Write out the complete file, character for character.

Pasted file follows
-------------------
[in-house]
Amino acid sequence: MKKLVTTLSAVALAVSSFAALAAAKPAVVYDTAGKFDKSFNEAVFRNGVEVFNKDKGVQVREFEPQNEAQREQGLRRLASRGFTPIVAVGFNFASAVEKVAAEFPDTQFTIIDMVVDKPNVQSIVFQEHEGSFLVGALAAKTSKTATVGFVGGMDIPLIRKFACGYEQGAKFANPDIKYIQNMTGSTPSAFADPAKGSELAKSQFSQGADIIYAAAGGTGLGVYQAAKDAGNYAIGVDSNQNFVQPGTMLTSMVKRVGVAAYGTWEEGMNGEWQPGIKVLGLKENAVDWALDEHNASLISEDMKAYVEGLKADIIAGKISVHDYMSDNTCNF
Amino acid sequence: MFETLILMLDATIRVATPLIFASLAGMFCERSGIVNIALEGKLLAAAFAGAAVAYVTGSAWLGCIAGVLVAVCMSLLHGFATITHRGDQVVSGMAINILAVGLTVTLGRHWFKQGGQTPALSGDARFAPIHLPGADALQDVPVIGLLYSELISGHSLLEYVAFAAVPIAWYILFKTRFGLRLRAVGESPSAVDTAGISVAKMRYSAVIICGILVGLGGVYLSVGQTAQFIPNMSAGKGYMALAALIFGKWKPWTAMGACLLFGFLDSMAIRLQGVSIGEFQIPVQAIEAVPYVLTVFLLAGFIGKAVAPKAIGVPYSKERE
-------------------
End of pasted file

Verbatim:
[in-house]
Amino acid sequence: MKKLVTTLSAVALAVSSFAALAAAKPAVVYDTAGKFDKSFNEAVFRNGVEVFNKDKGVQVREFEPQNEAQREQGLRRLASRGFTPIVAVGFNFASAVEKVAAEFPDTQFTIIDMVVDKPNVQSIVFQEHEGSFLVGALAAKTSKTATVGFVGGMDIPLIRKFACGYEQGAKFANPDIKYIQNMTGSTPSAFADPAKGSELAKSQFSQGADIIYAAAGGTGLGVYQAAKDAGNYAIGVDSNQNFVQPGTMLTSMVKRVGVAAYGTWEEGMNGEWQPGIKVLGLKENAVDWALDEHNASLISEDMKAYVEGLKADIIAGKISVHDYMSDNTCNF
Amino acid sequence: MFETLILMLDATIRVATPLIFASLAGMFCERSGIVNIALEGKLLAAAFAGAAVAYVTGSAWLGCIAGVLVAVCMSLLHGFATITHRGDQVVSGMAINILAVGLTVTLGRHWFKQGGQTPALSGDARFAPIHLPGADALQDVPVIGLLYSELISGHSLLEYVAFAAVPIAWYILFKTRFGLRLRAVGESPSAVDTAGISVAKMRYSAVIICGILVGLGGVYLSVGQTAQFIPNMSAGKGYMALAALIFGKWKPWTAMGACLLFGFLDSMAIRLQGVSIGEFQIPVQAIEAVPYVLTVFLLAGFIGKAVAPKAIGVPYSKERE